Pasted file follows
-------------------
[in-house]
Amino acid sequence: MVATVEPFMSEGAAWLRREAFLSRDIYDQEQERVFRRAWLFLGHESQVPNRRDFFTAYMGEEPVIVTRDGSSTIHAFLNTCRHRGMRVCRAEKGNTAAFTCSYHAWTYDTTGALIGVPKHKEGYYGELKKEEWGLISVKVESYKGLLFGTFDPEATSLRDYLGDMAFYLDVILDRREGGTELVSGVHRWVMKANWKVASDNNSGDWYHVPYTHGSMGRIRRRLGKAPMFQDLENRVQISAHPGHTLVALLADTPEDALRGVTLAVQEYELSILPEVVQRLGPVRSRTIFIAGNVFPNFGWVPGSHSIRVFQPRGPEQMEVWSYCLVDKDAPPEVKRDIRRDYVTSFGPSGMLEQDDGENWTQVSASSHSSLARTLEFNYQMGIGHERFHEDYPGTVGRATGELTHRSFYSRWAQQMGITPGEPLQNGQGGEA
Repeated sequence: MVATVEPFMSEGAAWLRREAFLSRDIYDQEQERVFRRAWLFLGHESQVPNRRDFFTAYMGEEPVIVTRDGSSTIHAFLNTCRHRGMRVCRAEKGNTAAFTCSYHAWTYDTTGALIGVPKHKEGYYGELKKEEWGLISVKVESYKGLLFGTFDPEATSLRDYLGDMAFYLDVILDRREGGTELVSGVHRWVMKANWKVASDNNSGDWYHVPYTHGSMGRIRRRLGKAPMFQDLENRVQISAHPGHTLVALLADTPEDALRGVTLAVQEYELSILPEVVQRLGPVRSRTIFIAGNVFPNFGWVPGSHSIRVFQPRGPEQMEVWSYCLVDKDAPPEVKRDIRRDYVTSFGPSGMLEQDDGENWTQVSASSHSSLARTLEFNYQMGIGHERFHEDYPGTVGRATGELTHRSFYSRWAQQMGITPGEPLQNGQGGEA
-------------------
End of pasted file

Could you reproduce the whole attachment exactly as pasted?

[in-house]
Amino acid sequence: MVATVEPFMSEGAAWLRREAFLSRDIYDQEQERVFRRAWLFLGHESQVPNRRDFFTAYMGEEPVIVTRDGSSTIHAFLNTCRHRGMRVCRAEKGNTAAFTCSYHAWTYDTTGALIGVPKHKEGYYGELKKEEWGLISVKVESYKGLLFGTFDPEATSLRDYLGDMAFYLDVILDRREGGTELVSGVHRWVMKANWKVASDNNSGDWYHVPYTHGSMGRIRRRLGKAPMFQDLENRVQISAHPGHTLVALLADTPEDALRGVTLAVQEYELSILPEVVQRLGPVRSRTIFIAGNVFPNFGWVPGSHSIRVFQPRGPEQMEVWSYCLVDKDAPPEVKRDIRRDYVTSFGPSGMLEQDDGENWTQVSASSHSSLARTLEFNYQMGIGHERFHEDYPGTVGRATGELTHRSFYSRWAQQMGITPGEPLQNGQGGEA
Repeated sequence: MVATVEPFMSEGAAWLRREAFLSRDIYDQEQERVFRRAWLFLGHESQVPNRRDFFTAYMGEEPVIVTRDGSSTIHAFLNTCRHRGMRVCRAEKGNTAAFTCSYHAWTYDTTGALIGVPKHKEGYYGELKKEEWGLISVKVESYKGLLFGTFDPEATSLRDYLGDMAFYLDVILDRREGGTELVSGVHRWVMKANWKVASDNNSGDWYHVPYTHGSMGRIRRRLGKAPMFQDLENRVQISAHPGHTLVALLADTPEDALRGVTLAVQEYELSILPEVVQRLGPVRSRTIFIAGNVFPNFGWVPGSHSIRVFQPRGPEQMEVWSYCLVDKDAPPEVKRDIRRDYVTSFGPSGMLEQDDGENWTQVSASSHSSLARTLEFNYQMGIGHERFHEDYPGTVGRATGELTHRSFYSRWAQQMGITPGEPLQNGQGGEA